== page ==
Experts urge clubs to tackle turnover problems
Editorial Focus: Hiring
By 2006, the hospitality industry will need to add 20 million more workers to cover the anticipated growth – the highest projected for all major industries over the next 10 years.
The search for new employees to effectively handle the growth illuminates another issue, how to manage existing employee turnover rates.
Speaking at the National Golf Course Owners Association Conference (NGCOA) in Phoenix in January, human resources specialfists, John Sibbald, president of John Sibbald & Associates, an executive search firm based in St. Louis, Mo., and Catherine Gustafson, Ph.D., University of South Carolina, cited the more significant problems and offered a few solutions.
“Reducing turnover is critical as the losses can be enormous and are both tangible and intangible,” said Gustafson. “Left unchecked, it can cause the loss of consistency and uniformity in the delivery of a business’ products and services, the potential for poor customer service, lost sales, a lowered perception of managerial effectiveness, as well as the time lost in filling vacant positions.”
When the employee turnover rate becomes inordinate to the normal flow of workers iri and out of a facility, Sibbald encourages business owners and managers to take a more pro-active approach to determine a reasonable and effective turnover rate for their particular operations.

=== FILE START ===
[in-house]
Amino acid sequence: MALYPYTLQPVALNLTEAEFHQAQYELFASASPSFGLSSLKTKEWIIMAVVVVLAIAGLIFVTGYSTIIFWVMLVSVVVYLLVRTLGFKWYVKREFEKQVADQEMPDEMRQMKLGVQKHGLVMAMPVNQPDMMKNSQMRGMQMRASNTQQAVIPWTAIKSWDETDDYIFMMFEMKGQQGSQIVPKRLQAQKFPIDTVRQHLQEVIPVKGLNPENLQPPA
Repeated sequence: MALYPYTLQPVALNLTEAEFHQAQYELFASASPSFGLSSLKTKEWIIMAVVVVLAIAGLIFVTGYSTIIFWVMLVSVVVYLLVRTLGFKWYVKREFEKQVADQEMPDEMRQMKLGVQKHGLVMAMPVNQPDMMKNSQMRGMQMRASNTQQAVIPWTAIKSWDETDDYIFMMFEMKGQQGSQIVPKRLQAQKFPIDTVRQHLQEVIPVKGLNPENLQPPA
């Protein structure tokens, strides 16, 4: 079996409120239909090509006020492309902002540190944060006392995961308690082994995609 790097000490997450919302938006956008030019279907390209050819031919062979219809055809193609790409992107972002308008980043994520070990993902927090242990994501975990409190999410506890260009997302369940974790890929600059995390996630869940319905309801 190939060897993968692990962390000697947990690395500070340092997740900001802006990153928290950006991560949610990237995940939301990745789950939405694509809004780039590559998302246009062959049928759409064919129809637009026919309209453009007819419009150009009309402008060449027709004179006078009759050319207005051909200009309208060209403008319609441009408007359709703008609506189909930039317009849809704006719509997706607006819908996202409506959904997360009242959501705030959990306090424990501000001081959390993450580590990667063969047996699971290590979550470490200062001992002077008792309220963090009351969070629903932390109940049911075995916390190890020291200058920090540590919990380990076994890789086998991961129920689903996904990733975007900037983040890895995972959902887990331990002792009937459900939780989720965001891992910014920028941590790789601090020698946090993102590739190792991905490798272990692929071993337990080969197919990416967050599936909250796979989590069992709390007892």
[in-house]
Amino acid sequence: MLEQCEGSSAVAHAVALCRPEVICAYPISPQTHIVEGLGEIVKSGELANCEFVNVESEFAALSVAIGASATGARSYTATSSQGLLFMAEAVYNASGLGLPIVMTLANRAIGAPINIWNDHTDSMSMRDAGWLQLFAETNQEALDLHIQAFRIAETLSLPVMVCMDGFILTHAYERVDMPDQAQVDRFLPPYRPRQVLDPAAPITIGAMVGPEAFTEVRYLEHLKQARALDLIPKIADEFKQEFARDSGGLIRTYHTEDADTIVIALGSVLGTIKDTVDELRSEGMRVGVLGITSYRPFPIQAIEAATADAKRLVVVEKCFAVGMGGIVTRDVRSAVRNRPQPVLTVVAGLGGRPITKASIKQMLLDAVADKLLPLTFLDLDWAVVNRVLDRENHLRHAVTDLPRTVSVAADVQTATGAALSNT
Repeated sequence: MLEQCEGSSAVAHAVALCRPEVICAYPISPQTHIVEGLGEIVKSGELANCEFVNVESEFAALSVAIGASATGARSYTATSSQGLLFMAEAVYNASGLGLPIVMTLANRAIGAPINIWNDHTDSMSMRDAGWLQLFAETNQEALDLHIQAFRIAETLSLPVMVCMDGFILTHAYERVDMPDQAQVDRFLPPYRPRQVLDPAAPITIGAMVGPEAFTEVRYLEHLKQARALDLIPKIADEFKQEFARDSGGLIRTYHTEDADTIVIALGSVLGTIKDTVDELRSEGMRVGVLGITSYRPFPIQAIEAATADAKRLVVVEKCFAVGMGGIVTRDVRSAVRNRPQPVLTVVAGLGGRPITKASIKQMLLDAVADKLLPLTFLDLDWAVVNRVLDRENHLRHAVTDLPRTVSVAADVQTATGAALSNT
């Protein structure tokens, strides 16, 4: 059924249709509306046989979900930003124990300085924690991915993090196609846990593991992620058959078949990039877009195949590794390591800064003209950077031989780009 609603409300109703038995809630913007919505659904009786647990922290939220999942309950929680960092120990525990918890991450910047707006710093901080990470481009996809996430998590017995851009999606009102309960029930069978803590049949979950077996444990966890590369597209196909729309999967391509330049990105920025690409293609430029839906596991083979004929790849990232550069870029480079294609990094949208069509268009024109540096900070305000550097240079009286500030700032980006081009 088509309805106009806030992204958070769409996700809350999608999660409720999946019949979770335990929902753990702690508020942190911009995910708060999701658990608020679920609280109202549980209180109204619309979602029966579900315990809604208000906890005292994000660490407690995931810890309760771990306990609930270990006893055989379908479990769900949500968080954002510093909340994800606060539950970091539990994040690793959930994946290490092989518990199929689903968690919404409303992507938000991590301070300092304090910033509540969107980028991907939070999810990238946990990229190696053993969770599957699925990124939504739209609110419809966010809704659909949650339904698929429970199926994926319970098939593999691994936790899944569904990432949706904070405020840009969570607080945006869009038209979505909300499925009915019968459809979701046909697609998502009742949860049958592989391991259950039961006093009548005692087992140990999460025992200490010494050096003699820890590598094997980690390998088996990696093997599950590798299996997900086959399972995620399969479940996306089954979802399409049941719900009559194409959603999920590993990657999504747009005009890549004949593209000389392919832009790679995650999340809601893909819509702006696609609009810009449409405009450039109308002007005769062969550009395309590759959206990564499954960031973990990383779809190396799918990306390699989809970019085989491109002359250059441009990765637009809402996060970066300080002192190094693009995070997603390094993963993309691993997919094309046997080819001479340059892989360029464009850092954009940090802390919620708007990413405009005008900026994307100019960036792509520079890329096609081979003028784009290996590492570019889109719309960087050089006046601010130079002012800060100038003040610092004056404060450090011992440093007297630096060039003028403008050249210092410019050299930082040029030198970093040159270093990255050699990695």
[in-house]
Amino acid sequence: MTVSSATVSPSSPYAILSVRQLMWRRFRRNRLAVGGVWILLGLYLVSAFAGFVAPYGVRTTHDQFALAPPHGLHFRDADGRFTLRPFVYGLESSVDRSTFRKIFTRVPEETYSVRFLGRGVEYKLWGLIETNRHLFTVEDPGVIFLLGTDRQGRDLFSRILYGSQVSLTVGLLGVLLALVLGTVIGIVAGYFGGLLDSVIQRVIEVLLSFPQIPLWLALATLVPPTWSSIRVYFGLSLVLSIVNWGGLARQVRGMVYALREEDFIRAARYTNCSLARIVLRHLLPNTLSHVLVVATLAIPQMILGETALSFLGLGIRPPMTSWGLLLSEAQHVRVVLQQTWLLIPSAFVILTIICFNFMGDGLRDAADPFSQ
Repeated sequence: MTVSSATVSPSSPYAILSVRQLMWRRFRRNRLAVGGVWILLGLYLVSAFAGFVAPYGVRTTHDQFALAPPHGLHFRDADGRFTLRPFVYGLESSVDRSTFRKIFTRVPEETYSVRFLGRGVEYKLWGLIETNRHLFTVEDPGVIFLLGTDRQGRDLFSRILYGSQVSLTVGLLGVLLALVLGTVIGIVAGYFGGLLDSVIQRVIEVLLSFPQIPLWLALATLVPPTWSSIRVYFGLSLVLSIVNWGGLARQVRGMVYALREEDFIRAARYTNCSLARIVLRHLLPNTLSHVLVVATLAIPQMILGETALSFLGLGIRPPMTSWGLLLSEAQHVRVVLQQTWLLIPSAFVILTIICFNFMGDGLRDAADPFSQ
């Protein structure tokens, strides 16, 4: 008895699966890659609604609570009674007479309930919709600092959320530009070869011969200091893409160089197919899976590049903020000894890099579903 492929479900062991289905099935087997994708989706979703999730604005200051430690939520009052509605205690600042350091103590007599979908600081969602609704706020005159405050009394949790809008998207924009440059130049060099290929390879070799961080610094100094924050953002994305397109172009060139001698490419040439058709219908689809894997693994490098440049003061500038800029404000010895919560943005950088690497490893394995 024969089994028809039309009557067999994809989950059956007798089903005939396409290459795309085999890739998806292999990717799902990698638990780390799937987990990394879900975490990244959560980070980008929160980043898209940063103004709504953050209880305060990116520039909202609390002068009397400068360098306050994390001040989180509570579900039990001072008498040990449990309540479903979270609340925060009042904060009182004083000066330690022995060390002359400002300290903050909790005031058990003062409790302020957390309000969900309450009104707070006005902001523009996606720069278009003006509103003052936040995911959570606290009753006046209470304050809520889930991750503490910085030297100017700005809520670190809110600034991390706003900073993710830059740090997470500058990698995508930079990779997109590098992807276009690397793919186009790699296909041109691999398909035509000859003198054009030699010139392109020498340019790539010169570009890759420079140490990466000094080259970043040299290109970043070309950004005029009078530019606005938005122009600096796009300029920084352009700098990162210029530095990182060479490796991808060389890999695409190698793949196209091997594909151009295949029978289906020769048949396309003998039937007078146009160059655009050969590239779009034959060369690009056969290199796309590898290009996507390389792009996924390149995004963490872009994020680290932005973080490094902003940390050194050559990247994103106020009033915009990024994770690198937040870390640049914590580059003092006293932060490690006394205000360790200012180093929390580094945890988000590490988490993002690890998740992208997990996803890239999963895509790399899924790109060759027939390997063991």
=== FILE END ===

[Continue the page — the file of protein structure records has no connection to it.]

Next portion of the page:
According to Sibbald and Gustafson, the first step is to differentiate between voluntary and involuntary turnover, and to understand who leaves and why.
“While employees should be regarded as assets rather than expenses, some positions should simply not be regarded as permanent,” said Gustafson. “It is often more cost effective to allow employees in easily filled positions to move out or up. As for the truly standout employees, promoting from within allows management to create opportunities which in turn reduce the turnover rate.”
Sibbald and Gustafson noted that for the great number of seasonal golf club operations, retaining trained and experienced help is particularly aggravating. They suggested that owners be creative in their incentives and recognition programs to encourage their best employees to return.
Hiring the right person for the job at the onset is, of course, the best means to control the turnover rate. In times of employee shortages, managers pressed for time can easily get a little careless in the selection process. Sibbald and Gustafson reiterated the dangers of “labor crisis management” that involves little more than quick interviews without careful reference checks.
“Simply filling positions with warm bodies can lead to the problems that plague the industry, ” said Sibbald. “Hired in a crisis mode, new employees are not properly introduced to the company, and usually receive only minimal training, creating the situations that lead to their quitting or being involuntarily dismissed.”
Copyright United Publications, Inc. Mar 2002
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